Opinion Paper - Special Collection: Open Science Practices - a vision for the future of SAJIP

Burning the straw man: What exactly is psychological science?

David J.F. Maree
SA Journal of Industrial Psychology | Vol 45 | a1731 | DOI: https://doi.org/10.4102/sajip.v45i0.1731 | © 2019 David J.F. Maree | This work is licensed under CC Attribution 4.0
Submitted: 22 August 2019 | Published: 06 December 2019

About the author(s)

David J.F. Maree, Department of Psychology, Faculty of Humanities, University of Pretoria, Pretoria, South Africa


Problemification: Efendic and Van Zyl (2019) argue for following open access-based principles in IO psychology following the recent crises in psychological research. Among others, these refer to the failure to replicate empirical studies which cast doubt on the trustworthiness of what we believe to be psychological knowledge. However, saving knowledge is not the issue at stake: focusing on transparency and compliance to standards might solve some problems but not all.

Implications: The crisis focuses our attention on what science is and particularly science in psychology and its related disciplines. Both the scientist–practitioner model of training psychologists and the quantitative–qualitative methods polarity reveal the influence of the received or positivistic view of science as characterised by quantification and measurement. Postmodern resistance to positivism feeds these polarities and conceals the true nature of psychological science.

Purpose: This article argues for a realist conception of science that sustains a variety of methods, from interpretative and constructionist approaches to measurement. However, in this view, measurement is not a defining characteristic of science, but a way to find things out and the latter supports a critical process.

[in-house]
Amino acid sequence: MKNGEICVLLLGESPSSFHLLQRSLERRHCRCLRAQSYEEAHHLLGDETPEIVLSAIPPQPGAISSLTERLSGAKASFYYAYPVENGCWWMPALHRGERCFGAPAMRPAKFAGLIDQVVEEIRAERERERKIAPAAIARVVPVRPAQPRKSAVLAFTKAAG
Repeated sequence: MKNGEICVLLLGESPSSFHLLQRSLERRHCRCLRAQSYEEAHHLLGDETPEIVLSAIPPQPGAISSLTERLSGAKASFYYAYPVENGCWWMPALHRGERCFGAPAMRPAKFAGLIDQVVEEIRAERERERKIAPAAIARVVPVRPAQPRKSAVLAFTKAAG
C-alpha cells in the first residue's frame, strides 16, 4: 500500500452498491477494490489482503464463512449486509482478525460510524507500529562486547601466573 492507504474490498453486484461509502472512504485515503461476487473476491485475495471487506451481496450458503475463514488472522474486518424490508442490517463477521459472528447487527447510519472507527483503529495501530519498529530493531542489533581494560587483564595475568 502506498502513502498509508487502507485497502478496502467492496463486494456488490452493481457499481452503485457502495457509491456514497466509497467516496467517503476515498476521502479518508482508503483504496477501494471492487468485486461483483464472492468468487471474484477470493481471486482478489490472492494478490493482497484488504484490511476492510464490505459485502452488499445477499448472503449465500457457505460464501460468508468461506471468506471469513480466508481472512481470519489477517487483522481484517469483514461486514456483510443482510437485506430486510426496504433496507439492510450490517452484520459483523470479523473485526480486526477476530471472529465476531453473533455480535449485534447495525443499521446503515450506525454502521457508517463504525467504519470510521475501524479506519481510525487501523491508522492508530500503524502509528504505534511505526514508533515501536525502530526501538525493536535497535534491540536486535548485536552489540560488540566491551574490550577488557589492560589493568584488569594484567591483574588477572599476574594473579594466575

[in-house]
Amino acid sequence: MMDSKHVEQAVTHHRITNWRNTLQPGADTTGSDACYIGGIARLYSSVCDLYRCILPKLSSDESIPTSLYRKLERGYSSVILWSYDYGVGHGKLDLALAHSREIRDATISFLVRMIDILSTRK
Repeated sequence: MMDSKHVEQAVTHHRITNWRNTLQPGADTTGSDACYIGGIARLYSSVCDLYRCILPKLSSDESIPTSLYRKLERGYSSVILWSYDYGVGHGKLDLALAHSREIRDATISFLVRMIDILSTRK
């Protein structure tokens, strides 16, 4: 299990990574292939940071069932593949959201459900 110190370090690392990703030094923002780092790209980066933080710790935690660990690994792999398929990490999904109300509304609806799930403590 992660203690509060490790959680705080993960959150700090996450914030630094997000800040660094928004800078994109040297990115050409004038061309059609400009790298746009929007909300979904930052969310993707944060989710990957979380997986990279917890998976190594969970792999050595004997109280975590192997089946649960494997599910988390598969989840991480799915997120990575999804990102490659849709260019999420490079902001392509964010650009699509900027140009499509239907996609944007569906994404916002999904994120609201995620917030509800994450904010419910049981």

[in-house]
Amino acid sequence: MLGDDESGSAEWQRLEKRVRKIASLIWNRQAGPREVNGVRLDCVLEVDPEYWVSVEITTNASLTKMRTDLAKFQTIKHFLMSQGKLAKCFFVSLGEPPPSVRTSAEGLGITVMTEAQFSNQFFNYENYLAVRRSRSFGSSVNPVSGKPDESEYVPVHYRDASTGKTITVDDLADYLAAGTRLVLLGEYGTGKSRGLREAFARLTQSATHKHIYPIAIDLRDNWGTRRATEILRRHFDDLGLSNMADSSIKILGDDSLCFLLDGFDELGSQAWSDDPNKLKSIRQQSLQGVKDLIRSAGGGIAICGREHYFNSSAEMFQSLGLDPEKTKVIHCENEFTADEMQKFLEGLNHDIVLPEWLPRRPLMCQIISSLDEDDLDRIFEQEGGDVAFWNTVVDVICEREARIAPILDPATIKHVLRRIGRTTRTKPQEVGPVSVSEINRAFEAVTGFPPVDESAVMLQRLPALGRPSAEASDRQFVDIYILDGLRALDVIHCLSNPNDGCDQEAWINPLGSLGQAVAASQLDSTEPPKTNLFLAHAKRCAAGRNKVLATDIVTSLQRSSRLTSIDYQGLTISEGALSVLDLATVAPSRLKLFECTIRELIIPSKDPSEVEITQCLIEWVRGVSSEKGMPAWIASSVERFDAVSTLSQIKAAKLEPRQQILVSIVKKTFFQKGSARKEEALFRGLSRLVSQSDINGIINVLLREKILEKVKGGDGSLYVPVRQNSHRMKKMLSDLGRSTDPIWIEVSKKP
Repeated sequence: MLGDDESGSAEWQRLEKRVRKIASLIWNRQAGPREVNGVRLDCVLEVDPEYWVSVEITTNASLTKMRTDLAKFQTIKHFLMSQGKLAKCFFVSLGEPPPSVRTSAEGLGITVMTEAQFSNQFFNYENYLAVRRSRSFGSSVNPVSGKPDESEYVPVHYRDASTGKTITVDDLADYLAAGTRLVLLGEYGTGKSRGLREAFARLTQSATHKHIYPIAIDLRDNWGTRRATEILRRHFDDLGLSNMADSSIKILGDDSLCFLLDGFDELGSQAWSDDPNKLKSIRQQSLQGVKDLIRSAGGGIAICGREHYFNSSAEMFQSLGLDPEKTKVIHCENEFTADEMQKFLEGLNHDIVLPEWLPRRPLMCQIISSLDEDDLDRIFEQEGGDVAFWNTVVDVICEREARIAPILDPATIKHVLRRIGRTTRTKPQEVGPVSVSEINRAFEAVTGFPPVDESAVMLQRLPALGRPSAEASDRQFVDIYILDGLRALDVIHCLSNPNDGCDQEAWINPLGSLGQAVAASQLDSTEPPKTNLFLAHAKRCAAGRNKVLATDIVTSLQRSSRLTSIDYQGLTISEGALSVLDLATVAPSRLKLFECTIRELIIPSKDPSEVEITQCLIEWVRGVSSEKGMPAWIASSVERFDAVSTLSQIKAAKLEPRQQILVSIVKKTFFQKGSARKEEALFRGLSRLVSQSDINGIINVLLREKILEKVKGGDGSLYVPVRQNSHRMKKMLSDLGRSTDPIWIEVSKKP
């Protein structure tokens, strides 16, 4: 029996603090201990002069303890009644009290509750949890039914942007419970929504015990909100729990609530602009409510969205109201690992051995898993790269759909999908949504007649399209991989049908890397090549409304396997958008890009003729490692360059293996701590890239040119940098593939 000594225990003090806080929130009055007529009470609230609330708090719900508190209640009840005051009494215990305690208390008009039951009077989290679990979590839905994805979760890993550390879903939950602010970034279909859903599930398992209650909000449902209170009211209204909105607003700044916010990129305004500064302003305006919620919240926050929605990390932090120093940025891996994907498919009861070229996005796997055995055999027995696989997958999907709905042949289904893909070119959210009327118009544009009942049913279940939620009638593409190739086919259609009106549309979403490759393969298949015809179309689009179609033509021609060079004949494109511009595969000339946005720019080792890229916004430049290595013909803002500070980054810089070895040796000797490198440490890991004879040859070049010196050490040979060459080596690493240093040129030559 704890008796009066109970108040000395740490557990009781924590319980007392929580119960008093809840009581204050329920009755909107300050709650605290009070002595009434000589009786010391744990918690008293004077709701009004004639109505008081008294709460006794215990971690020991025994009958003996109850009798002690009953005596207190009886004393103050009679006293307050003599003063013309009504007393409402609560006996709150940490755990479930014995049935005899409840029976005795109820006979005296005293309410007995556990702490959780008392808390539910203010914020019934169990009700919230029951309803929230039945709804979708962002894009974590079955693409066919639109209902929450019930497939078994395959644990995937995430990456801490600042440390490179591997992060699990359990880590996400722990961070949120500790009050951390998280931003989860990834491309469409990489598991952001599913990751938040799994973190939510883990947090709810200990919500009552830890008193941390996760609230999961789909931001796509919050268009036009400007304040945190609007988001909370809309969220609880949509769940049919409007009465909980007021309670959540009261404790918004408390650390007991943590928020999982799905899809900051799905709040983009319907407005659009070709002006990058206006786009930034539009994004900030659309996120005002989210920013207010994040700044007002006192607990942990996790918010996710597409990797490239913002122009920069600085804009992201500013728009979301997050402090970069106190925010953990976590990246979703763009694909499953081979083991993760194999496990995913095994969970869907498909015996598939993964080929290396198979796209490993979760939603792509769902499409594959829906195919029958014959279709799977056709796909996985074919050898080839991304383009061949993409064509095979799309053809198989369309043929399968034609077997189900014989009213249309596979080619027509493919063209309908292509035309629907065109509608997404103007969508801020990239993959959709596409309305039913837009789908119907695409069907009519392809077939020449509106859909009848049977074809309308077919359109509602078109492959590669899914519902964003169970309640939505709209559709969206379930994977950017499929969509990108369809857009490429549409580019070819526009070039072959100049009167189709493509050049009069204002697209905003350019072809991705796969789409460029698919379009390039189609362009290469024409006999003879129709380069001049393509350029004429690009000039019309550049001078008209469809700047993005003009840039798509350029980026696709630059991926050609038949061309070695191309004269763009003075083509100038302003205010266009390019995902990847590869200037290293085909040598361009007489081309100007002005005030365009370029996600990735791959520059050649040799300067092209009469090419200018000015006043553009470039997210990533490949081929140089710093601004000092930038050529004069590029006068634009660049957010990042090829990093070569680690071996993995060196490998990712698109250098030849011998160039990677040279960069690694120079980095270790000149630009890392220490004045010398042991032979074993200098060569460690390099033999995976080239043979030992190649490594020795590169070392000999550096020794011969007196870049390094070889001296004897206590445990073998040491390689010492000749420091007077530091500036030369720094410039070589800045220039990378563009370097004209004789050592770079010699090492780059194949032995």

Recommendations: Revising our understanding of science, thus moving beyond the received view to a realist one, is crucial to manage misconceptions about what counts as knowledge and as appropriate measures when our discipline is in the crossfire. Thus, Efendic and Van Zyl’s (2019) proposals make sense and can be taken on board where measurement as one of the ways to find things out is appropriate. However, realism supports a broader enterprise that can be called scientific because it involves a critical movement of claim and counter-claim while executing its taxonomical and explanatory tasks. Thus, the psychosocial researcher, when analysing discourse, for example, can also be regarded as a scientist.


psychological science; realism; measurement; scientist–practitioner model; quantitative-qualitative


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